Two delightful programmatic companion works from Vivaldi's Op 8 make ideal fillers and are dispatched with similar bracing energy.

Giv Cornfield, Ph.D.
The New Recordings, Cliffs Classics, December 2006

Cho-Liang Lin, while taking the music close to the edge, yet manages to stay within credible bounds and never loses sight of the musical line and thought to speed for its own sake. This recording has to be near the top of the numerous others in the catalogues. Recorded in Holy Trinity Church in New York, the acoustical setting is just right for the music, and the recording engineer did himself proud. I've never heard a better sounding version than this one. Additonally, one of my pet peeves - that of inaudible continuo - is more than addressed in this recording. Anthony Newman's admirable work is clear and present, and blends in beautifully with the enthusiastic playing by soloist and ensemble. All participants easily cope with the breakneck tempos they choose at times. Chalk up another major winner for Naxos!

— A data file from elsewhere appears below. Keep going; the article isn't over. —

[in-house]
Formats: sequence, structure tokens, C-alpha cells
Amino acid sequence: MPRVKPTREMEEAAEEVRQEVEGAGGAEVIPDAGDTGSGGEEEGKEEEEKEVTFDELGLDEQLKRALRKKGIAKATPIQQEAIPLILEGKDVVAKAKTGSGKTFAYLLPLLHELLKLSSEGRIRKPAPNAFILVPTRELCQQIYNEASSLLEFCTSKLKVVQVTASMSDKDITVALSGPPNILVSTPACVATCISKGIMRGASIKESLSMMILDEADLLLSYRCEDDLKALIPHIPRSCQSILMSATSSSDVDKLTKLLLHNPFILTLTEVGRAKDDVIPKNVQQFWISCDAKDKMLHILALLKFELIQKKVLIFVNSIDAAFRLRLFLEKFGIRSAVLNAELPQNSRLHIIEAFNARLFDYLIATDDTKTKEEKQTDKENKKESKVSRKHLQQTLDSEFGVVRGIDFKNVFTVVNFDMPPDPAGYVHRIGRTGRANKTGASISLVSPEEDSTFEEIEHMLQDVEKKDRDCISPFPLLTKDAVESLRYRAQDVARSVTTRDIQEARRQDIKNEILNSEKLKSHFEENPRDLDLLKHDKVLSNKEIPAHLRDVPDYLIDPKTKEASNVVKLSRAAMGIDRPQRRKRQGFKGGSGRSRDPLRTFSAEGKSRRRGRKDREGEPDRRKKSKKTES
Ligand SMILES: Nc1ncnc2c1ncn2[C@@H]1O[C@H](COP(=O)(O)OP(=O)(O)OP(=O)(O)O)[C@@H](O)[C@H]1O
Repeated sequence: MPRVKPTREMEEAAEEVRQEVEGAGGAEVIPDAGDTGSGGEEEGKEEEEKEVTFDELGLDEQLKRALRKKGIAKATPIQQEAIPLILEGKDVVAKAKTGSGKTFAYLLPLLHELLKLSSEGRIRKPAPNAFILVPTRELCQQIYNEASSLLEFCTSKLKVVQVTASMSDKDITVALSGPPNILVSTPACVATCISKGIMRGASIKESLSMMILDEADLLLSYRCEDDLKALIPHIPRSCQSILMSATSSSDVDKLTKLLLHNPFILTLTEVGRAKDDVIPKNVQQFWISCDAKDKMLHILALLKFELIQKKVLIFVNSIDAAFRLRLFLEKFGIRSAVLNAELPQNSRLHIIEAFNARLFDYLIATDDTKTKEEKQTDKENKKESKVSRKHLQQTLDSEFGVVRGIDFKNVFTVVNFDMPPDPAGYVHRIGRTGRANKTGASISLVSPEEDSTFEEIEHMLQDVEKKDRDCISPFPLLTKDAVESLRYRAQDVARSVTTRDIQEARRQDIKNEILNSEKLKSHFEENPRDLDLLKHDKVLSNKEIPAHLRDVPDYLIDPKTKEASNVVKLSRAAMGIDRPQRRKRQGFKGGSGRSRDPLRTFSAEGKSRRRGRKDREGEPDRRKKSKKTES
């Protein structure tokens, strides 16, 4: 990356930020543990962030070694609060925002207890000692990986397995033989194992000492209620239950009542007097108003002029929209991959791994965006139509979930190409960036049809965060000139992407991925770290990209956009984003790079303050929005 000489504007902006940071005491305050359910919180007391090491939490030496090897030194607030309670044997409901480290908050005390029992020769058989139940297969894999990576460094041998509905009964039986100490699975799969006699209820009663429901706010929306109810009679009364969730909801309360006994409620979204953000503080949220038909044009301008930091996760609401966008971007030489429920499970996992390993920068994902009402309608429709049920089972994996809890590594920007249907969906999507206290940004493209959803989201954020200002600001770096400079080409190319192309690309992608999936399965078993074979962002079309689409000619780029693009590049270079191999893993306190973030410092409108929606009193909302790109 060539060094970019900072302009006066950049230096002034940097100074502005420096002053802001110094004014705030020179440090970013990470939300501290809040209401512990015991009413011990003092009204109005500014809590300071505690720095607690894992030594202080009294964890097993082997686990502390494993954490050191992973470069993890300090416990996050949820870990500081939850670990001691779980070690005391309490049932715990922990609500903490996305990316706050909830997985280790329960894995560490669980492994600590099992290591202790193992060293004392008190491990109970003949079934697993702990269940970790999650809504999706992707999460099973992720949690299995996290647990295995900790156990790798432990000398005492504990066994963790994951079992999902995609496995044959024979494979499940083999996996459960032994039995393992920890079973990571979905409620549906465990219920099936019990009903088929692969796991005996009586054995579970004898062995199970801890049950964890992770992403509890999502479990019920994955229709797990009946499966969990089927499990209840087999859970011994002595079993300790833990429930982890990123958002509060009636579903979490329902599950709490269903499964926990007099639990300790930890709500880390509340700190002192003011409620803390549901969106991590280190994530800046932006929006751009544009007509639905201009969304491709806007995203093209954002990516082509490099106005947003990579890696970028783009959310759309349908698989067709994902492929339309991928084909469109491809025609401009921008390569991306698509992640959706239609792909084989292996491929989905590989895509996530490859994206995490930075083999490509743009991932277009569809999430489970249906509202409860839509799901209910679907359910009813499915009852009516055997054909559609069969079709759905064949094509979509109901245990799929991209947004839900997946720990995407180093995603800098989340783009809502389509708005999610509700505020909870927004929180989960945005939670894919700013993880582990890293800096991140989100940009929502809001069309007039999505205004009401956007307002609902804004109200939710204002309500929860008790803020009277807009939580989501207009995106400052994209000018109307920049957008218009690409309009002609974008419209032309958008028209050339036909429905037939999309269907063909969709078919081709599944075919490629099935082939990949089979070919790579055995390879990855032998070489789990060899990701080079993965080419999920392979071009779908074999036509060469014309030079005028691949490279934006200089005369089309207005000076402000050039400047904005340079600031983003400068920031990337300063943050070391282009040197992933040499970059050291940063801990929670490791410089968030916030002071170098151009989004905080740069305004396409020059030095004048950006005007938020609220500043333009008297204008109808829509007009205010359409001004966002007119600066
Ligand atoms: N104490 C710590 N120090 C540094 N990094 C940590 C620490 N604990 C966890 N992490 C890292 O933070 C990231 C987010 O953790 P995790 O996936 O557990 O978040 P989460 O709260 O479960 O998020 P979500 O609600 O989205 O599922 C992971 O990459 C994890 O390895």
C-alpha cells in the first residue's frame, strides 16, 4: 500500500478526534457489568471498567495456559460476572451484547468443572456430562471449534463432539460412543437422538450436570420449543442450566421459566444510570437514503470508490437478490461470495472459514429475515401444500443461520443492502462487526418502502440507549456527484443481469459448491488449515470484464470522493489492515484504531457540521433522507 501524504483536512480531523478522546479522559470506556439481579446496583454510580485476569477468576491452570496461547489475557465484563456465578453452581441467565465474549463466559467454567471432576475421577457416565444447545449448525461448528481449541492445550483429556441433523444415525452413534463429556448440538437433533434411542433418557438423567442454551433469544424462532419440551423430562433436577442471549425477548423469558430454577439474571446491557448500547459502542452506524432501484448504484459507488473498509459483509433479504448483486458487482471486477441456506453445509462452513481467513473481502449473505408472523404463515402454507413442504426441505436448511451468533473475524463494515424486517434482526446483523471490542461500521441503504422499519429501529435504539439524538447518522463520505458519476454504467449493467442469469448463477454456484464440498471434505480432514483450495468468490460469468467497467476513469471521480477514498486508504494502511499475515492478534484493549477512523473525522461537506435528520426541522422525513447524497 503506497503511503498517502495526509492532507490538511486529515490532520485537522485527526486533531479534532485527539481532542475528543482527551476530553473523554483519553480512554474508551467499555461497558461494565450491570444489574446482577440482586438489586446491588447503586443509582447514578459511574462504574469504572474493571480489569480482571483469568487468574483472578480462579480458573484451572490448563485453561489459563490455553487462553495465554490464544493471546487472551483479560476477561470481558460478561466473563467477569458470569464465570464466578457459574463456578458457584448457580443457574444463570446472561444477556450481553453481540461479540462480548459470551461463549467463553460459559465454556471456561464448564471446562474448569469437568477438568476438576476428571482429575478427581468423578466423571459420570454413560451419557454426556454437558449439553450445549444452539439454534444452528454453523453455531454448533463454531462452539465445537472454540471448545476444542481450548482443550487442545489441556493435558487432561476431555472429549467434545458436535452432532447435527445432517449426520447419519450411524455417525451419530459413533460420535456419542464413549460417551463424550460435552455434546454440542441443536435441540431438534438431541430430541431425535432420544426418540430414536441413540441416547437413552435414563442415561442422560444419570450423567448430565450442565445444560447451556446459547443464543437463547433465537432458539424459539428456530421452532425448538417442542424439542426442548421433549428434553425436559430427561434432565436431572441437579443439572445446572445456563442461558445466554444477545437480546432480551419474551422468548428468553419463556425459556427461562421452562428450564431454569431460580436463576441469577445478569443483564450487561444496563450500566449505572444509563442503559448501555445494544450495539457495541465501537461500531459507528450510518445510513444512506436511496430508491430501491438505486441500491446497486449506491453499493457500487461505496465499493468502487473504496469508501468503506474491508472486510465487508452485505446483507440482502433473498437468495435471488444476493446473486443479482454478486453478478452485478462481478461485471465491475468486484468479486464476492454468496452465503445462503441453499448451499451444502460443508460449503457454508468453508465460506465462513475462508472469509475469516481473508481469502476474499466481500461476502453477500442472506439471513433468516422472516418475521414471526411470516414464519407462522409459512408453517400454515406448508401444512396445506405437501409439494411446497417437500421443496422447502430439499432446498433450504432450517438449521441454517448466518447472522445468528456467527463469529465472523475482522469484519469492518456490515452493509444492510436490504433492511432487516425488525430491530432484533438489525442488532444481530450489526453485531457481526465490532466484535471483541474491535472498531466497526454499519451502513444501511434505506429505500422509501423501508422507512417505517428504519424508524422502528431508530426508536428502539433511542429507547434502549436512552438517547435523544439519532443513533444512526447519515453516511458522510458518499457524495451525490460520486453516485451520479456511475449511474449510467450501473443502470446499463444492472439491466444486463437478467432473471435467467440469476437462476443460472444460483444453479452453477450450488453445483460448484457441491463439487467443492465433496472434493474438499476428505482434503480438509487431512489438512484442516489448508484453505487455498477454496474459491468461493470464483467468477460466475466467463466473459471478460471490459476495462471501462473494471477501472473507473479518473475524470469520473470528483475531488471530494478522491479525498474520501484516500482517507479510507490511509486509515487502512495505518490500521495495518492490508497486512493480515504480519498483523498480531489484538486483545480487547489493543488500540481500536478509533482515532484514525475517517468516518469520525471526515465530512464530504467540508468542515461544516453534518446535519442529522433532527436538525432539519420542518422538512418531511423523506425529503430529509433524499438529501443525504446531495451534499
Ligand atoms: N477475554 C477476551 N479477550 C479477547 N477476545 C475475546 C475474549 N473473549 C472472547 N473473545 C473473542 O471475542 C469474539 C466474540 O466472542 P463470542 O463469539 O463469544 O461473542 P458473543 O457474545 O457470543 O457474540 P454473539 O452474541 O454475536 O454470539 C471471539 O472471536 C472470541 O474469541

John Terauds
Toronto Star, November 2006

Korea's Sejong orchestra, using modern instruments, and violinist Cho-Liang Lin inject Vivaldi's virtuoso exercises in depicting mood and colour in music with particular vitality. Vivaldi was a spectacularly inventive composer, and the full breadth of his imagination is laid out on this disc, which includes the "Tempesta di mare" and "Il piacere" concertos as well. The budget price is a bonus